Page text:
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Going Way Back with MATLAB Central 4

Posted by Ned Gulley,

You’re part of a long tradition.

Communities don’t blossom in one night. MATLAB’s rich community has been growing steadily for many years, and today I want to give you an idea of just how long. I bet it’s longer than you think!

I’m talking about history here because we want to celebrate the fact that MATLAB Central is 15 years old. That’s pretty old in web years. In 2001 there was no iPhone, no YouTube, no Facebook. Wikipedia launched that same year. But old as it is, MATLAB Central was just giving a modern web-based home to a community that was already thriving.

Let’s rewind the clock even further. The original FORTRAN version of MATLAB goes back to a class Cleve Moler taught at Stanford in 1979. MathWorks incorporated as a company in 1984, by which time the commercial version of MATLAB had been re-written in C. So the company was already nine years old when, in 1993, we launched three “electronic services for MATLAB/Simulink users.” These were the anonymous FTP site where people could share files, the comp.soft-sys.matlab newsgroup where people could chat and ask questions, and the MathWorks Digest email newsletter.


And because the web never forgets anything, we can still find Volume 1, Number 1 of the MathWorks Digest. First published in August 1993, it features an introduction by Cleve Moler. I notice some of the pixels are yellowing with age, but other than that, it’s holding up pretty well.


Think about it: in 1993, email was still kind of a big deal. Nobody knew about the web back then because… there was no web. Or rather, it was in such an embryonic stage that only Sir Tim and Marc Andreesen knew about it (the first popular web-browser, NCSA Mosaic, launched in April 1993). As the web grew, the folks at NCSA maintained a “What’s New” list for cool new websites. That is, the web was so small that one site could claim to tell you about everything new. MathWorks had one of the first corporate websites, and we were able to make the NCSA list in February of 1994. I remember this because I was the guy who sent them the link.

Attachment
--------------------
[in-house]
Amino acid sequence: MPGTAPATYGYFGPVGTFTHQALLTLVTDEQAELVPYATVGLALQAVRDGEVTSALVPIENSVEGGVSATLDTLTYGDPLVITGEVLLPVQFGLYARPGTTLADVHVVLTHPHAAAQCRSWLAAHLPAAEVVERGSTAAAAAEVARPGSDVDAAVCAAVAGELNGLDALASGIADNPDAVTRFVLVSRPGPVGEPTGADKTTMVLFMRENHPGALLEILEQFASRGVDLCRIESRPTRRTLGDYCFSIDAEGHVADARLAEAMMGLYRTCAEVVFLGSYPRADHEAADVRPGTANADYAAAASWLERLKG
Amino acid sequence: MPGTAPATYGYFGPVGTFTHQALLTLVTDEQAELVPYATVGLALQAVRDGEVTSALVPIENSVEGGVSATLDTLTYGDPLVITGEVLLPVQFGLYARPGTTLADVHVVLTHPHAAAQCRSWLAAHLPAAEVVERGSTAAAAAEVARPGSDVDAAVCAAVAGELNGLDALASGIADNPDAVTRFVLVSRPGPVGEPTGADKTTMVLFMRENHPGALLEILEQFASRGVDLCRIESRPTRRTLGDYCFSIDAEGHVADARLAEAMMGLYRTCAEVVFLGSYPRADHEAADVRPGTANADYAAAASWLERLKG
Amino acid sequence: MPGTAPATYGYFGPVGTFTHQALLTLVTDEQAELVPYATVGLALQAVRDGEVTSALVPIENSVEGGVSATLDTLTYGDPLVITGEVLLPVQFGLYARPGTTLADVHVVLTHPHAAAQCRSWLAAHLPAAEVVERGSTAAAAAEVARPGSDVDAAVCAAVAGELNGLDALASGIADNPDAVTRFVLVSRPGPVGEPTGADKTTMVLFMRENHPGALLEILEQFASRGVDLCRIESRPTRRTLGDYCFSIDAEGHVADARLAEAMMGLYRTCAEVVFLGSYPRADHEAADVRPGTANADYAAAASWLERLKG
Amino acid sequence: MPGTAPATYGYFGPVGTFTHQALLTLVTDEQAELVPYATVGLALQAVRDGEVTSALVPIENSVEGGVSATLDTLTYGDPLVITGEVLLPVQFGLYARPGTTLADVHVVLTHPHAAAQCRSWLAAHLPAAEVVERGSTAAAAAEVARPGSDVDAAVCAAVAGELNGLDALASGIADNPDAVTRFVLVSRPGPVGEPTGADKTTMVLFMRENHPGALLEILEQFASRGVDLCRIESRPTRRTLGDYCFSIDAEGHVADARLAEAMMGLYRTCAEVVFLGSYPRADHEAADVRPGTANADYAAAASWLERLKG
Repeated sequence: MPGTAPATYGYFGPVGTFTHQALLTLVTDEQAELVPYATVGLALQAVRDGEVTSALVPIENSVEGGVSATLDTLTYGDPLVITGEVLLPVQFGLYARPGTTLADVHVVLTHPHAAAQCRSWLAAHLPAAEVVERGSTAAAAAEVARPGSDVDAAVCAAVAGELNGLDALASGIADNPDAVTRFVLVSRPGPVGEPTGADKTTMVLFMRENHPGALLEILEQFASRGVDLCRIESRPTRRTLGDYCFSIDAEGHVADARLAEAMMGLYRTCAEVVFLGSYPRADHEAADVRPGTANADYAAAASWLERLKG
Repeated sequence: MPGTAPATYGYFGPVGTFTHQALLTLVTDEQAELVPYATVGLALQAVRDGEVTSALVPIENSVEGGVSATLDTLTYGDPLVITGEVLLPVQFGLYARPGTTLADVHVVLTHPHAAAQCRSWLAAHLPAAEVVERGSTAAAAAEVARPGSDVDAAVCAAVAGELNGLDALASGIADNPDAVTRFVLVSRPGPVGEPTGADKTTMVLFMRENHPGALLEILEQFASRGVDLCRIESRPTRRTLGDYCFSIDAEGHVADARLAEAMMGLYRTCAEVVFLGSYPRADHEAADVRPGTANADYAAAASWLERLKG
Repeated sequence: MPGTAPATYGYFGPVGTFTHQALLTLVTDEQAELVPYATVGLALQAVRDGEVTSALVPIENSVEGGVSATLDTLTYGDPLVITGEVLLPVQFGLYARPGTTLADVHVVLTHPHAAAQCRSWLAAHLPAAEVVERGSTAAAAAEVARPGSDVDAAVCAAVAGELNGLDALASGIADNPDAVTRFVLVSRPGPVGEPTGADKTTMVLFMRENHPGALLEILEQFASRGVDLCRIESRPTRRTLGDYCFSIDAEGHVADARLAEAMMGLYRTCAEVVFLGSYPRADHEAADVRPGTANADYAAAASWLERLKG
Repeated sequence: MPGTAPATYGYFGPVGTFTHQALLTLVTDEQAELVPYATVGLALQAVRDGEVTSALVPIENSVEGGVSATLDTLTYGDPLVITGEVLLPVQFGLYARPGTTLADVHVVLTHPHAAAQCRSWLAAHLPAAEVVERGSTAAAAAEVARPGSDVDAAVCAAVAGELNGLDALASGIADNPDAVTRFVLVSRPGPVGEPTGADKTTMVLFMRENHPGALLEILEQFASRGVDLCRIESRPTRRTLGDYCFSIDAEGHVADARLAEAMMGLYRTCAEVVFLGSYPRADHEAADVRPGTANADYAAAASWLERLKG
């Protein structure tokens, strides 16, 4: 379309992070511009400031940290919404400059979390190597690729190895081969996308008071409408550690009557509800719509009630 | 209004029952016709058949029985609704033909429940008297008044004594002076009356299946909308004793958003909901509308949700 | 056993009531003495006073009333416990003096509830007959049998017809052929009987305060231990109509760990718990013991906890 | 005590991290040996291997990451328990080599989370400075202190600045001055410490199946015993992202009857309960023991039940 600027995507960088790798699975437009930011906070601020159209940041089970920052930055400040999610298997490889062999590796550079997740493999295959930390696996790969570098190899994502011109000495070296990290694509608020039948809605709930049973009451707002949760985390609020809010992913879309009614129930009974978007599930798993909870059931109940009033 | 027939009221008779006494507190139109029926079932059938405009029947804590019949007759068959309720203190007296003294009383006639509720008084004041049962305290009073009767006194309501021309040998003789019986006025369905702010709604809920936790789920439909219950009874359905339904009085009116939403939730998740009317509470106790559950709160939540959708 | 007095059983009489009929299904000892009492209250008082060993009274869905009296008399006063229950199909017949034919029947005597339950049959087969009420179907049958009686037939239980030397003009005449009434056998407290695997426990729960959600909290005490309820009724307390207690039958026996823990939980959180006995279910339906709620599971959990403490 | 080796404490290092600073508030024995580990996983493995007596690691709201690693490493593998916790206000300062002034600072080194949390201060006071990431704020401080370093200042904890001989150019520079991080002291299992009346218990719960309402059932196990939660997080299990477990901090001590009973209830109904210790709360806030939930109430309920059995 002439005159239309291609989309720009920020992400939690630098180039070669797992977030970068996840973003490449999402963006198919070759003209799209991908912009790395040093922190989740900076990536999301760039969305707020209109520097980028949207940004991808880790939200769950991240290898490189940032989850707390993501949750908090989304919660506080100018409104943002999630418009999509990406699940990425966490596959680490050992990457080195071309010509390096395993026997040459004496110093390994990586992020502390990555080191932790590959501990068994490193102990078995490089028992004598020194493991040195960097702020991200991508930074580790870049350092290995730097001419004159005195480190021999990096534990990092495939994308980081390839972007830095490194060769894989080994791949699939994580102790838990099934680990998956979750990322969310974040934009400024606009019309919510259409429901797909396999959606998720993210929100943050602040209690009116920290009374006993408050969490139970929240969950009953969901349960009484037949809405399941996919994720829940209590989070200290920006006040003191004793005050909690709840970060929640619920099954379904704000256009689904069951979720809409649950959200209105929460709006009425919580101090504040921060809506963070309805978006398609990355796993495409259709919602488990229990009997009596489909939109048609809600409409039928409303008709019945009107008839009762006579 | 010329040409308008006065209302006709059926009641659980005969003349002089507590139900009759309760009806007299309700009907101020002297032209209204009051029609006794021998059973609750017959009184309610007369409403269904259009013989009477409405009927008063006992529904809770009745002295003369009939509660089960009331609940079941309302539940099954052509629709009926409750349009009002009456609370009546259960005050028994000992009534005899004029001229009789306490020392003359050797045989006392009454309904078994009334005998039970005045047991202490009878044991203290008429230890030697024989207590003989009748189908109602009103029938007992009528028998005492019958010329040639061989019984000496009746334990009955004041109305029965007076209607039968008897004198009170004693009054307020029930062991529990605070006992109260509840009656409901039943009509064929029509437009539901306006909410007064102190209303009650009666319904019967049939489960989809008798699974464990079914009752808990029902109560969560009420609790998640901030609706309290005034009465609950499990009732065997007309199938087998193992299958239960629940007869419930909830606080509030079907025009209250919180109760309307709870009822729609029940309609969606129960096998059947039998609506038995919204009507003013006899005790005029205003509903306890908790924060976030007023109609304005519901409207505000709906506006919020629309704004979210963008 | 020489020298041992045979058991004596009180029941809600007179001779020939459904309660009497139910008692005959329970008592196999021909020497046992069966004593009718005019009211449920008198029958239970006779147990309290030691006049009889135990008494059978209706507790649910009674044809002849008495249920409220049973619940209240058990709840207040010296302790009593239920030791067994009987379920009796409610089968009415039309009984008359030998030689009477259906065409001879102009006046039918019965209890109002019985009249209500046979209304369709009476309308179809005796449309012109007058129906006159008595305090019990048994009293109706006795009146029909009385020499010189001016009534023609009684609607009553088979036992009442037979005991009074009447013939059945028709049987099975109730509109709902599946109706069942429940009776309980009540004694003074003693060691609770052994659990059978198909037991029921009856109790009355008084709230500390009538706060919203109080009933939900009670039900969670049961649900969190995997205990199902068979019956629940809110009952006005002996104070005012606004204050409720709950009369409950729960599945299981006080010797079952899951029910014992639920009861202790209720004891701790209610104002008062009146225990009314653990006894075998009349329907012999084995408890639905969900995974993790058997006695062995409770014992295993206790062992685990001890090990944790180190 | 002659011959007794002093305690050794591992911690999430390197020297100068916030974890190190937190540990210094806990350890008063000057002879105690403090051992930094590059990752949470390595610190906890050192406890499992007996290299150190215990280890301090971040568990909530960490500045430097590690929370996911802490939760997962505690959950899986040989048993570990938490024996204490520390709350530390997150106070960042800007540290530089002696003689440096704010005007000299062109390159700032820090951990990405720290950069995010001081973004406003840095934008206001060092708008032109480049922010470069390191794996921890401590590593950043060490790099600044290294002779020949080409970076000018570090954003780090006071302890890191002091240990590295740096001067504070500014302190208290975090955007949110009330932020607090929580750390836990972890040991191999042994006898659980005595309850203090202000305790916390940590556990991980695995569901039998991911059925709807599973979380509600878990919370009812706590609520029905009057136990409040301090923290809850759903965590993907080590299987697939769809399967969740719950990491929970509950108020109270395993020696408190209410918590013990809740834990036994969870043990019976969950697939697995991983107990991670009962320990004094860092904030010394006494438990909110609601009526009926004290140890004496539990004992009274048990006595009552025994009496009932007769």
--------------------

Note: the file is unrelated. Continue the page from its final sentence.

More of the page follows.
And because the web never forgets anything, you can still see it: What’s New! February 1994. Look for us under February 5th.

It’s no surprise that most of the links on this ancient page don’t work anymore. But the MathWorks links still work. Click on the MATLAB gallery link and it takes you to… (wait for it) the File Exchange! Those roots go back as far as the web goes.

I’m sharing this ancient history mostly to emphasize that the community site we launched in 2001 was actually built on the foundations of a robust community that was already two decades old. We took all the files from the old FTP site and moved them over to a web-based service we called the File Exchange. And we built a web front-end for the MATLAB newsgroup and called it the Newsreader. These two applications, the File Exchange and the Newsreader (along with a programming contest), were together called MATLAB Central. The web version of our MATLAB community was born.

[Thanks to former MathWorker Drea Thomas for helping me recall some of this ancient history.]


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4 CommentsOldest to Newest

David Barry replied on : 1 of 4

It’s interesting to go back but it’s more fun to go forward. What do we have to look forward to in a future File Exchange? How about supporting multiple versions of uploaded content and then being able to pick the version we want? Maybe we could even get notified when updates are available right from within MATLAB, using something like the Add-On Explorer? Another idea is to try and manage dependencies between content e.g. if I download thingA but it relies on thingB and I don’t have thingB installed then I just want to get thingB automatically when I get thingA.

Ned Gulley replied on : 2 of 4

Good ideas! Thanks for the comment. You can definitely anticipate more Add-Ons integration. And keep in mind that for certain kinds of advanced maneuvers, it may be best to host your file on GitHub and provide a link through from File Exchange. Our GitHub integration gives you the distribution boost of being in a MATLAB community while taking advantage of all the advanced features of git.